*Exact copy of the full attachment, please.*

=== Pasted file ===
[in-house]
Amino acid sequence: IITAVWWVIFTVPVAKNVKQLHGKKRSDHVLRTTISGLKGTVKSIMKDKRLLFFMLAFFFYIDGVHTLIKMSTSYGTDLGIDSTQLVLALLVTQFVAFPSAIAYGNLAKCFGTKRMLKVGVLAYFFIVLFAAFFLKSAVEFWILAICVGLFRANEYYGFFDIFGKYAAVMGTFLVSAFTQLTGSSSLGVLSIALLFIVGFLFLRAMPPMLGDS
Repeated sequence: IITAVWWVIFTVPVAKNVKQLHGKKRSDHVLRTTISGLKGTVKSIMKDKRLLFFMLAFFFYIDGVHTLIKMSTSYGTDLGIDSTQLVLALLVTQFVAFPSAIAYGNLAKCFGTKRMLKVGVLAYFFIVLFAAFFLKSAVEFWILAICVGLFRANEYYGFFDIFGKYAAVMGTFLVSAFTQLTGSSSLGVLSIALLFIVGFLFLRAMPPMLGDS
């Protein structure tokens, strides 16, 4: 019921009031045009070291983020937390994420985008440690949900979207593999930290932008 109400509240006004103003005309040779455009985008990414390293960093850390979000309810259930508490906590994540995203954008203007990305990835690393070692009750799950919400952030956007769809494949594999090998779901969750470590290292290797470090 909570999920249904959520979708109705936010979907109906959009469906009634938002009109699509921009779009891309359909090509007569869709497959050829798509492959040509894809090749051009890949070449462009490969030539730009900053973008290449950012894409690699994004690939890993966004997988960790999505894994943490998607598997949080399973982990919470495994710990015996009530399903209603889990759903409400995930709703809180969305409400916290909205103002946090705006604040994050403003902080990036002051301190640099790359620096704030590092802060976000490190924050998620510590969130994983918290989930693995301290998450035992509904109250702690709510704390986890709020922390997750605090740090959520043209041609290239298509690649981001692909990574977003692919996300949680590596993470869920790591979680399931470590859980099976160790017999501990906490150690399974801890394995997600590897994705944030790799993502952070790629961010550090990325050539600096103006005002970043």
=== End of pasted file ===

[in-house]
Amino acid sequence: IITAVWWVIFTVPVAKNVKQLHGKKRSDHVLRTTISGLKGTVKSIMKDKRLLFFMLAFFFYIDGVHTLIKMSTSYGTDLGIDSTQLVLALLVTQFVAFPSAIAYGNLAKCFGTKRMLKVGVLAYFFIVLFAAFFLKSAVEFWILAICVGLFRANEYYGFFDIFGKYAAVMGTFLVSAFTQLTGSSSLGVLSIALLFIVGFLFLRAMPPMLGDS
Repeated sequence: IITAVWWVIFTVPVAKNVKQLHGKKRSDHVLRTTISGLKGTVKSIMKDKRLLFFMLAFFFYIDGVHTLIKMSTSYGTDLGIDSTQLVLALLVTQFVAFPSAIAYGNLAKCFGTKRMLKVGVLAYFFIVLFAAFFLKSAVEFWILAICVGLFRANEYYGFFDIFGKYAAVMGTFLVSAFTQLTGSSSLGVLSIALLFIVGFLFLRAMPPMLGDS
């Protein structure tokens, strides 16, 4: 019921009031045009070291983020937390994420985008440690949900979207593999930290932008 109400509240006004103003005309040779455009985008990414390293960093850390979000309810259930508490906590994540995203954008203007990305990835690393070692009750799950919400952030956007769809494949594999090998779901969750470590290292290797470090 909570999920249904959520979708109705936010979907109906959009469906009634938002009109699509921009779009891309359909090509007569869709497959050829798509492959040509894809090749051009890949070449462009490969030539730009900053973008290449950012894409690699994004690939890993966004997988960790999505894994943490998607598997949080399973982990919470495994710990015996009530399903209603889990759903409400995930709703809180969305409400916290909205103002946090705006604040994050403003902080990036002051301190640099790359620096704030590092802060976000490190924050998620510590969130994983918290989930693995301290998450035992509904109250702690709510704390986890709020922390997750605090740090959520043209041609290239298509690649981001692909990574977003692919996300949680590596993470869920790591979680399931470590859980099976160790017999501990906490150690399974801890394995997600590897994705944030790799993502952070790629961010550090990325050539600096103006005002970043």